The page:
ANALYST INSIGHTS: Leon Mengri, Analyst with Freedonia Focus Reports, says that Uber and Lyft saw exponential revenue growth “because they improved the accessibility, convenience, quality, and price transparency of an essential service. They also benefited from lackluster public transportation options, the growing number of young people moving to cities, and expanding spending on travel and entertainment."
Surveys show that the 18–29 age group features one of the highest penetration rates for ride-hailing services, likely due to their comfort with smartphone apps. In addition, the expanding entertainment and foodservice options in urban areas — combined with a large influx of millennials into cities — contributed to demand for efficient transport options.
Uber and Lyft plan to go public in 2019, so watch their performance as the industry matures — revenues for taxicab and limousine services are forecast to slow — and new challenges arise. Factors expected to challenge providers include changing demographics, driver recruitment amid a tightening labor market, and growing investment in public transportation by many municipalities.
Outdoor Kitchens Outdo Competition in Outdoor Living Market
The concept of outdoor living has evolved over the last decade from niche fad to popular trend, in large part due to the thriving kitchen segment. Homeowners increasingly want more than the traditional assemblage of grill cart, portable coolers, and folding tables. They want an outdoor space devoted to cooking and entertaining, with built-in fixtures that match the functionality of their indoor kitchens, such as:
- counter and storage space, including bars, cabinets, and islands
- grills and other cooking fixtures, including specialty products like pizza ovens and kamados
- refrigeration and cooling equipment
While outdoor kitchen equipment and installation can be quite expensive, improving economic conditions and recent lower-cost product introductions are serving to expand the middle-class consumer base for these products. In January 2018, for example, Char-Broil launched a modular outdoor kitchen system — consisting of a grill, refrigerator, sink, and storage that integrates into an island — that both costs less upfront than buying the equipment in piecemeal and is generally easier to install.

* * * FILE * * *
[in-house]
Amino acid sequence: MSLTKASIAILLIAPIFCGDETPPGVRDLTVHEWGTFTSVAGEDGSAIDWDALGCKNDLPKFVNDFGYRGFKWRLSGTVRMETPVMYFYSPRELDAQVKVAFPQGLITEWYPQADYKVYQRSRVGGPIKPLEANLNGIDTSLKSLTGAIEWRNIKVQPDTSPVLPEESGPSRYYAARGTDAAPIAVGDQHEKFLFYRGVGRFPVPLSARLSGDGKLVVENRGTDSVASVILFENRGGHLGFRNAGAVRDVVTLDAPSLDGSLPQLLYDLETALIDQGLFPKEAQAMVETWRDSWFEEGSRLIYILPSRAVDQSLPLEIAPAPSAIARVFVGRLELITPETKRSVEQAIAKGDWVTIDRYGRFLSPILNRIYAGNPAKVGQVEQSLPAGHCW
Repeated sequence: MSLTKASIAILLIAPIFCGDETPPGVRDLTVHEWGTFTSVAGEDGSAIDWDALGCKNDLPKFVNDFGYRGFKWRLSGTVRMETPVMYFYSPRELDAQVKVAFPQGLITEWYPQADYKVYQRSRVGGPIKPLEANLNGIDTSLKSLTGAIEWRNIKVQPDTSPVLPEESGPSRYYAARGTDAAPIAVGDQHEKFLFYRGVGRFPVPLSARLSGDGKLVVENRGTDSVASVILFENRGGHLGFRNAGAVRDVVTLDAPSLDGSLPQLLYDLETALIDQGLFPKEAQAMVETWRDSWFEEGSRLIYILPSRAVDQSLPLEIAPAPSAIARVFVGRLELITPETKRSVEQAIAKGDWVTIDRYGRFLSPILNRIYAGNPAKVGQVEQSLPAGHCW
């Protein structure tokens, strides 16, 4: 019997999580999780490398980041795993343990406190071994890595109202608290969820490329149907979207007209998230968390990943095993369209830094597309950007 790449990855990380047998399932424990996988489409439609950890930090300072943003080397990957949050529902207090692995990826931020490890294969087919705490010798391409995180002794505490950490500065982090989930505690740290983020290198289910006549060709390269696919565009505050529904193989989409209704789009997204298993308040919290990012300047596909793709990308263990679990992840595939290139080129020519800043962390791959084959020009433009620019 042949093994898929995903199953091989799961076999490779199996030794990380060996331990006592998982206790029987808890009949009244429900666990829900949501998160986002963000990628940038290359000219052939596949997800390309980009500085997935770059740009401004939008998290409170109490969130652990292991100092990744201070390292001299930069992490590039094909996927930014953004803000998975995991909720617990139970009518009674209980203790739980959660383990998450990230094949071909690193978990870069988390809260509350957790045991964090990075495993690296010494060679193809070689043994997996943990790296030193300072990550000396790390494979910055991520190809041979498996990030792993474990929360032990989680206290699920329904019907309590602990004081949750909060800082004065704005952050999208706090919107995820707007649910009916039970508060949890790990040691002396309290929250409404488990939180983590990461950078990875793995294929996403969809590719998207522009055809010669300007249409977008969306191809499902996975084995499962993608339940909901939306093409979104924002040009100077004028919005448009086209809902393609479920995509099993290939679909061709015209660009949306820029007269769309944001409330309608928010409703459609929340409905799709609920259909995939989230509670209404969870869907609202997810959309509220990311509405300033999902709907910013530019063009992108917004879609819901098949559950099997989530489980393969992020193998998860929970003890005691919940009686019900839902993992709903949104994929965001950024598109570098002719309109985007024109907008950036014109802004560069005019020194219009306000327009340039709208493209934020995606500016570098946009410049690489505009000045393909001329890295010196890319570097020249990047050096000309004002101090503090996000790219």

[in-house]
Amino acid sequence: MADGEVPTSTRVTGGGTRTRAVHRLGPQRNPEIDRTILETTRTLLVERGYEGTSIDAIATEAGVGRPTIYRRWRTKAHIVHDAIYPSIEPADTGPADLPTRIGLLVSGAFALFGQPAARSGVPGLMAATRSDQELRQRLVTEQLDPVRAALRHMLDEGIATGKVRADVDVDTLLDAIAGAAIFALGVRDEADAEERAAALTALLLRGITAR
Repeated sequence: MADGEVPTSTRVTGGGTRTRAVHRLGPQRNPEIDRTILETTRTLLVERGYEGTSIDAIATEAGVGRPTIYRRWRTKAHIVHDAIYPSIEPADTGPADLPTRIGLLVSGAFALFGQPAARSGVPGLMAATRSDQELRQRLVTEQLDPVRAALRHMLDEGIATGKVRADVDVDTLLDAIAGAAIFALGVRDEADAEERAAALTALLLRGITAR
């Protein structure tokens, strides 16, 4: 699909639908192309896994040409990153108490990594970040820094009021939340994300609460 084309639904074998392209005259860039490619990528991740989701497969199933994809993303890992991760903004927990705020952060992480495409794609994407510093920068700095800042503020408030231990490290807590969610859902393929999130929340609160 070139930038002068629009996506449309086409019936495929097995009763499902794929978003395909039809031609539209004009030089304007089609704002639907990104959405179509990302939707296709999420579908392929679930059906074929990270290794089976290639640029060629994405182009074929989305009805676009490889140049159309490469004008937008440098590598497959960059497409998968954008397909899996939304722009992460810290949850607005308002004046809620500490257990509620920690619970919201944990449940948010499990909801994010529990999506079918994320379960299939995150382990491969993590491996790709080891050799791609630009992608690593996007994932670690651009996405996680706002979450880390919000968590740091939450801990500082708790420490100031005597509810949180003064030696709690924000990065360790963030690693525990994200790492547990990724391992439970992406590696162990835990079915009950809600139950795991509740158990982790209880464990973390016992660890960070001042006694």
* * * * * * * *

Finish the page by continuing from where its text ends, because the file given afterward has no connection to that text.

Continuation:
ANALYST INSIGHTS: According to Jennifer Mapes-Christ, Manager of The Freedonia Group's Consumer & Commercial Products division, expansions and renovations of existing outdoor kitchens will continue to generate a more significant share of near-term demand growth than new installations. “Despite strong inroads made among less affluent households,” says Mapes-Christ, “high costs will continue to limit first-time installations, even as consumer enthusiasm for outdoor living grows.”
Still, companies well established in related industries — such as cabinetry, refrigeration and cooling equipment, and sinks and faucets — are scrambling to capture share of this booming market. One notable example is Middleby, a major supplier of indoor kitchen equipment and outdoor grills that offers a number of products designed specifically for outdoor kitchens, such as built-in grills and side burners and outdoor-rated refrigerators.
LED Outlook Gets Brighter as Lighting Products Get Greener & Smarter
Across the US, the transition from energy-guzzling lighting technologies to more efficient alternatives continues, as consumers trade in obsolete incandescent bulbs for eco-friendly LEDs, largely due to their energy savings and longer service life. In addition, regulatory factors are playing a key role in this transition:
- Under phase two of the 2007 Energy Independence and Security Act (EISA), most incandescent bulbs will no longer be acceptable for sale in the US by January 2020.
- The example of California, whose implementation of the EISA ban in January 2018 helped national LED sales surge, bodes well for nationwide growth opportunities post-2020, with The Freedonia Group projecting LED lamp value demand growth of 12% per year to $13.1 billion in 2022.
ANALYST INSIGHTS: Matt Breuer, Industry Analyst with The Freedonia Group, says that restructuring among the old lighting industry titans — GE, OSRAM, and Philips — reflects the transition to LED, which has disrupted the supply chains that made twentieth-century lighting profitable.
Recent examples include:
- In November 2018, GE agreed to sell its Current division to private equity firm American Industry Partners to strengthen its position in the smart lighting market.
- OSRAM’s LEDVANCE division (maker of SYLVANIA lighting products) is now in the hands of MLS — a global leader in LED production.
- Philips Lighting is now an independent company called Signify, whose popular Philips Hue line of smart LED lighting is helping to drive growth in that area.
LEDs will continue to face competition from lower cost fluorescent and high-intensity discharge (HID) bulbs, and their long service life (which is often longer than a decade) will eventually slow growth. Nevertheless, rapid expansion of smart lighting products — where LEDs find extensive use — will grant LED manufacturers entry to higher value markets.
About the author of this article: Peter Kusnic is an Industry Studies Editor at The Freedonia Group, where he also blogs.